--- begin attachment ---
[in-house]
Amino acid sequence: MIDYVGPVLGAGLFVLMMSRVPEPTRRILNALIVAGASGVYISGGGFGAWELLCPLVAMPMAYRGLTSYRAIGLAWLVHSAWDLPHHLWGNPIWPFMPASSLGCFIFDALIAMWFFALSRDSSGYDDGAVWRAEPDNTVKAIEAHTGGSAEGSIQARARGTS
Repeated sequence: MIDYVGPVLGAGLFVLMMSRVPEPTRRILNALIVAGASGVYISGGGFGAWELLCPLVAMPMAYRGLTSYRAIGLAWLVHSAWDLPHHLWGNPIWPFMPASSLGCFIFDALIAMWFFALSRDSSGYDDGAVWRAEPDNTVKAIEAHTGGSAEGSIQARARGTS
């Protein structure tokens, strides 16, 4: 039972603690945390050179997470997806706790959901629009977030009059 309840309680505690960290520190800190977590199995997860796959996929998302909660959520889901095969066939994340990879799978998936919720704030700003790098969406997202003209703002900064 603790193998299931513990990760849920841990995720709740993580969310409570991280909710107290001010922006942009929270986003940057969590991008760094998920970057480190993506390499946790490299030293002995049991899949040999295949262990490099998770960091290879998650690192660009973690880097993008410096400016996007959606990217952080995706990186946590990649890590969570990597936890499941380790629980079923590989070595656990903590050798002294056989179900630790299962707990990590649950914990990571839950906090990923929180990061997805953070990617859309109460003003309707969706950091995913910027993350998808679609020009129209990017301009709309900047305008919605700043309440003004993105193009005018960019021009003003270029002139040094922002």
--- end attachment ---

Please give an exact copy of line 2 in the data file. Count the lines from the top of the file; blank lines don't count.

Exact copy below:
Amino acid sequence: MIDYVGPVLGAGLFVLMMSRVPEPTRRILNALIVAGASGVYISGGGFGAWELLCPLVAMPMAYRGLTSYRAIGLAWLVHSAWDLPHHLWGNPIWPFMPASSLGCFIFDALIAMWFFALSRDSSGYDDGAVWRAEPDNTVKAIEAHTGGSAEGSIQARARGTS